[0097] Then output g(r+1) and (w")('+1).
[0098] Step 7: Encode the color palette g(f+1) and the index sequence
I) by the PNG encoder from [17].
[0099] The Viterbi algorithm used in Step 3 is depicted in the graph of
Figure 4. In the graph, each circle represents a group, and the black dots within a circle represent all color indices «e Mut in the group.
[00100] Similar to VRTCQ 1, the major computational complexity of VRTCQ 2 is still in its Stage 2. Although in comparison with Stage 2 of VRTCQ 1, Stage 2 of VRTCQ 2 has an extra step, Step 2, this step is not computationally intensive. Indeed, its computational complexity is o(NM),
which does not depend on the size n of the original image and hence is negligible as compared to the complexity of the Viterbi algorithm when n is large. The Viterbi algorithm in Step 3 of Stage 2 of VRTCQ 2 now has 0(nM'2) computational complexity, which compares favorably with the
o(«M2) computational complexity of the Vrterbi algorithm used in VRTCQ 1.
Thus when M'«M, VRTCQ 2 will be much faster than VRTCQ 1. In addition, once M' is fixed, the computational complexity of VRTCQ 2 is more or less independent ofM. This makes VRTCQ 2 attractive for color rich images. The price paid in VRTCQ 2 is the slight loss of compression performance in terms of the trade-off between the compression rate and distortion since a loose bound is used to upper bound the Lempel-Ziv codeword length function.
[00101] Referring to Figure 5, there is illustrated in a block diagram, the CPU 16 of the computer system 10 of Figure 1. As shown, the CPU 16 includes a hard-decision module 40 and a soft-decision module 42. The hard-decision module 40 provides ECHMQ as described above. The soft-decision module 42 provides both VRTCQ 1 and VRTCQ 2 as described above.
[00102] As described above, the hard-decision module 40 comprises a node creation sub-module for building an octree structure, a node merging sub-module for selecting and merging leaf nodes, and a cost calculation sub-module for calculating, for potential mergers of pairs of leaf nodes, the entropy-constrained cost increment for each such merger. Similar to the hard-decision module 40, the soft-decision module 42 includes a cost calculation sub-module for determining the incremental reduction in cost after each iteration of soft-decision optimization by the soft-decision module 42.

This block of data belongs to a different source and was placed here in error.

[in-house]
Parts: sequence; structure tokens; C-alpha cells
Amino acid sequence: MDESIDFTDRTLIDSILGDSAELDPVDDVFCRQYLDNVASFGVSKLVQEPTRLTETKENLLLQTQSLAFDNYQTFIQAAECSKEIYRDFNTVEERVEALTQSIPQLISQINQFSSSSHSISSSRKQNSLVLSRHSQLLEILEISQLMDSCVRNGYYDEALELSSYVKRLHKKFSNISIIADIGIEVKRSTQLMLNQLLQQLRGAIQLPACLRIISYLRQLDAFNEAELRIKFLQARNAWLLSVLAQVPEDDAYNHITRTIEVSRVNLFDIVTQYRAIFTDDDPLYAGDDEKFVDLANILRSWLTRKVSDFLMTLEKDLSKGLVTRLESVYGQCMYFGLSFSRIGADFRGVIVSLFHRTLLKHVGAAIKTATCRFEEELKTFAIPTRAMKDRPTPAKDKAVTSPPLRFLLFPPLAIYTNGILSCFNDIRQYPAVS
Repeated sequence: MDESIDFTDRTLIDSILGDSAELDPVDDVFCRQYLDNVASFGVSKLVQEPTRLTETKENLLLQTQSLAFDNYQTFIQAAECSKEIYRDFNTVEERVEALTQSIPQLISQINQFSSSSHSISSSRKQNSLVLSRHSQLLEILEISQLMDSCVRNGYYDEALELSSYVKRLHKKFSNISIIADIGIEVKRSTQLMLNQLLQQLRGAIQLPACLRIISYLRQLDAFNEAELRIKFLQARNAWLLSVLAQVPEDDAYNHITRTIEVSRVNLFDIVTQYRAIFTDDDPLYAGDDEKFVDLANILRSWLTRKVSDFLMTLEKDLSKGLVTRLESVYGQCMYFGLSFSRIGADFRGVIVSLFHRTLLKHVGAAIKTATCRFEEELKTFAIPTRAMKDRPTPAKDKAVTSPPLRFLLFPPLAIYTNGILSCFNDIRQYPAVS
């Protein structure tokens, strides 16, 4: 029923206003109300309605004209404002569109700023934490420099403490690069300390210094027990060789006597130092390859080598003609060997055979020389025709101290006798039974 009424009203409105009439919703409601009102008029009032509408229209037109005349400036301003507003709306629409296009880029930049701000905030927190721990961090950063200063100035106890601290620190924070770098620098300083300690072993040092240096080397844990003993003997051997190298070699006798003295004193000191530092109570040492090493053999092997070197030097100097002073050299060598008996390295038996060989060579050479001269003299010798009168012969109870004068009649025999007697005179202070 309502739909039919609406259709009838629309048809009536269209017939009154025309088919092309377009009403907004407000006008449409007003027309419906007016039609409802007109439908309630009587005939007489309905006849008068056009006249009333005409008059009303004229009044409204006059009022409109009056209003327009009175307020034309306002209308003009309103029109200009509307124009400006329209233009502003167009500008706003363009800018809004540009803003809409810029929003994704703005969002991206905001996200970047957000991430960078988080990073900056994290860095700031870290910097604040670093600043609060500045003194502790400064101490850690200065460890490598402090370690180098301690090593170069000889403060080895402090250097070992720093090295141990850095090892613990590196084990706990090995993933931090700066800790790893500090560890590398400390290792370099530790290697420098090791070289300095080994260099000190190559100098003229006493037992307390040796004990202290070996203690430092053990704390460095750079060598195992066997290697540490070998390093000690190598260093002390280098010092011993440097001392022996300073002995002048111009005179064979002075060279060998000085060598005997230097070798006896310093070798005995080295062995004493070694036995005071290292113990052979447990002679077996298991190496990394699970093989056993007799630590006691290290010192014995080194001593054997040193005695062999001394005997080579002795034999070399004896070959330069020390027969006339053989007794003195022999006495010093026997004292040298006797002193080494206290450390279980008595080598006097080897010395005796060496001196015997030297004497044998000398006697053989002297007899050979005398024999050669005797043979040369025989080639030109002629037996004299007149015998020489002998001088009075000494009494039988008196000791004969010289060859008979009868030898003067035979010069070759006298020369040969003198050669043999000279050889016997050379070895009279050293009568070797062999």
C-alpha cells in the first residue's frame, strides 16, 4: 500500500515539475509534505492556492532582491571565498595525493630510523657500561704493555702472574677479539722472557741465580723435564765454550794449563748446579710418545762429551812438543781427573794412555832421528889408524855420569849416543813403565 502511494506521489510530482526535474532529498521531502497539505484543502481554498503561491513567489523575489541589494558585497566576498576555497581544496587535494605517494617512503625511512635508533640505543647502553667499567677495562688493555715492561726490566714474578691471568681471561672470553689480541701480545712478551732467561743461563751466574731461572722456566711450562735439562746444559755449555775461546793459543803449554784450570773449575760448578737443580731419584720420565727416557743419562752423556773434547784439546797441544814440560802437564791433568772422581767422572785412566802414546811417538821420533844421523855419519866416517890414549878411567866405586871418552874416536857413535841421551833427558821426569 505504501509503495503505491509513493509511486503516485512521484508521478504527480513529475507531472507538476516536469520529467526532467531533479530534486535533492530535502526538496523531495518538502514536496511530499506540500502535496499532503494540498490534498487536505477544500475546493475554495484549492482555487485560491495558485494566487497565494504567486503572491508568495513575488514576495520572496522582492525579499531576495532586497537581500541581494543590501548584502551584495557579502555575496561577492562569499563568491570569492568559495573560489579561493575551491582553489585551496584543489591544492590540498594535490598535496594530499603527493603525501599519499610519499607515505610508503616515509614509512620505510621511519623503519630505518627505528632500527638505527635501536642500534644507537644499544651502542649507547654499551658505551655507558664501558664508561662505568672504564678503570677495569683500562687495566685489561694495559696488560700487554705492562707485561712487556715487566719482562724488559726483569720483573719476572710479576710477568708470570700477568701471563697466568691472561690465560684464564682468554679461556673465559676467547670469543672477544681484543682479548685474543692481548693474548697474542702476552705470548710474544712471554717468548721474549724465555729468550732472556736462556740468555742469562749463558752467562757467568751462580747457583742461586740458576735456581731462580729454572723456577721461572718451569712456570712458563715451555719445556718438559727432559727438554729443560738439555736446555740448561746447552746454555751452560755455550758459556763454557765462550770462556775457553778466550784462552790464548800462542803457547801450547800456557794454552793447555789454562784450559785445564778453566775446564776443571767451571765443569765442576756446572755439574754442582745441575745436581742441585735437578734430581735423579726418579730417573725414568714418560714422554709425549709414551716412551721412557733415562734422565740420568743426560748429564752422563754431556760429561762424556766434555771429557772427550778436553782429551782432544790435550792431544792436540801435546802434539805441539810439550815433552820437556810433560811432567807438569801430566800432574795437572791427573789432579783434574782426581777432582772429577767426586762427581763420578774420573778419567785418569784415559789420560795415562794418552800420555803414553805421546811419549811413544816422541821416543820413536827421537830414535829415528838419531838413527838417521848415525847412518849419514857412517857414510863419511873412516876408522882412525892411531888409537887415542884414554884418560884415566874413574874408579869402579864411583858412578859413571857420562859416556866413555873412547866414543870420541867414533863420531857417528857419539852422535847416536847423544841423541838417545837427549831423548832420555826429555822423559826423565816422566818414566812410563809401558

[00103] Other variations and modifications of the invention are possible. For example, as described above, ECHMQ may be used on its own, without using VRTCQ on other soft-decision optimization, to provide a hard decision pixel mapping. Alternatively, VRTCQ may be used without using ECHMQ to provide the initial hard decision pixel mapping. Instead, some other initial hard decision procedure may be provided. Further, other soft decision optimization methods may be used in combination with ECHMQ instead of VRTCQ. Further, while the foregoing description is largely directed to how to jointly address both quantization distortion and compression rate while maintaining low computational complexity and compatibility with standard decoders, such as, for example, the GIF/PNG decoder, it will be apparent to those of skill in the art that both ECHMQ and VRTCQ may be applied to the compression of color image data in other contexts as well. All such modifications or variations are believed to be within the sphere and scope of the invention as defined by the claims appended hereto.
We Claim
1. A method for creating, from a digitized color image with N distinct colors using a data
processing system, a tree structured partitioning of all pixels in the digitized color image into M
disjoint clusters, wherein M is less than or equal to N, each color in the N distinct colors is